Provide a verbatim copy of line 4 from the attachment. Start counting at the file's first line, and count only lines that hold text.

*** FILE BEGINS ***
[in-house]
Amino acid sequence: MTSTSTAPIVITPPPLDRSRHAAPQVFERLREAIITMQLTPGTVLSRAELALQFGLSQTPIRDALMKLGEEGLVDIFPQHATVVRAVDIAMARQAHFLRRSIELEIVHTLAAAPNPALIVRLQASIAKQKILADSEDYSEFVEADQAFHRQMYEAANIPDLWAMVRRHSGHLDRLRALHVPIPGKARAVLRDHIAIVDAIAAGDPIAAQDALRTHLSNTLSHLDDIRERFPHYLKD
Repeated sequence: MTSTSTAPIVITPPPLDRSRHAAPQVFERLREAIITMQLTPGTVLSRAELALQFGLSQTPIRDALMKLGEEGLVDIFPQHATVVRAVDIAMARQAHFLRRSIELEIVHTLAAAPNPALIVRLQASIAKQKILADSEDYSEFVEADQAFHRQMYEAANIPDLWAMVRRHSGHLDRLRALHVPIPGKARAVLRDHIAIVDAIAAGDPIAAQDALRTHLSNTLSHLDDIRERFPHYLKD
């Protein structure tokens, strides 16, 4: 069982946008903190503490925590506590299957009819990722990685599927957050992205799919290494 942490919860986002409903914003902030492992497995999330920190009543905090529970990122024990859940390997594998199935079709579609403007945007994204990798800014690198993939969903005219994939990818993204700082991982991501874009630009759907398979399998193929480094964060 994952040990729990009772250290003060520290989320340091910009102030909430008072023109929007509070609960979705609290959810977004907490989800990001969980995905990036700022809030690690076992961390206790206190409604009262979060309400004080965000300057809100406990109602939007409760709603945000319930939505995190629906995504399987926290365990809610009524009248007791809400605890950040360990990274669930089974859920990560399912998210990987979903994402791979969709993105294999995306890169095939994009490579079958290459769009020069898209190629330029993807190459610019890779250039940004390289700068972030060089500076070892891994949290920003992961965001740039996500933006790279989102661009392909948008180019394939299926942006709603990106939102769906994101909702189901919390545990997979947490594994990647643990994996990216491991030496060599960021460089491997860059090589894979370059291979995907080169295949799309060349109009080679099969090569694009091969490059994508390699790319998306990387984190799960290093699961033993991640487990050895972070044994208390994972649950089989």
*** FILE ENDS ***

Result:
């Protein structure tokens, strides 16, 4: 069982946008903190503490925590506590299957009819990722990685599927957050992205799919290494 942490919860986002409903914003902030492992497995999330920190009543905090529970990122024990859940390997594998199935079709579609403007945007994204990798800014690198993939969903005219994939990818993204700082991982991501874009630009759907398979399998193929480094964060 994952040990729990009772250290003060520290989320340091910009102030909430008072023109929007509070609960979705609290959810977004907490989800990001969980995905990036700022809030690690076992961390206790206190409604009262979060309400004080965000300057809100406990109602939007409760709603945000319930939505995190629906995504399987926290365990809610009524009248007791809400605890950040360990990274669930089974859920990560399912998210990987979903994402791979969709993105294999995306890169095939994009490579079958290459769009020069898209190629330029993807190459610019890779250039940004390289700068972030060089500076070892891994949290920003992961965001740039996500933006790279989102661009392909948008180019394939299926942006709603990106939102769906994101909702189901919390545990997979947490594994990647643990994996990216491991030496060599960021460089491997860059090589894979370059291979995907080169295949799309060349109009080679099969090569694009091969490059994508390699790319998306990387984190799960290093699961033993991640487990050895972070044994208390994972649950089989």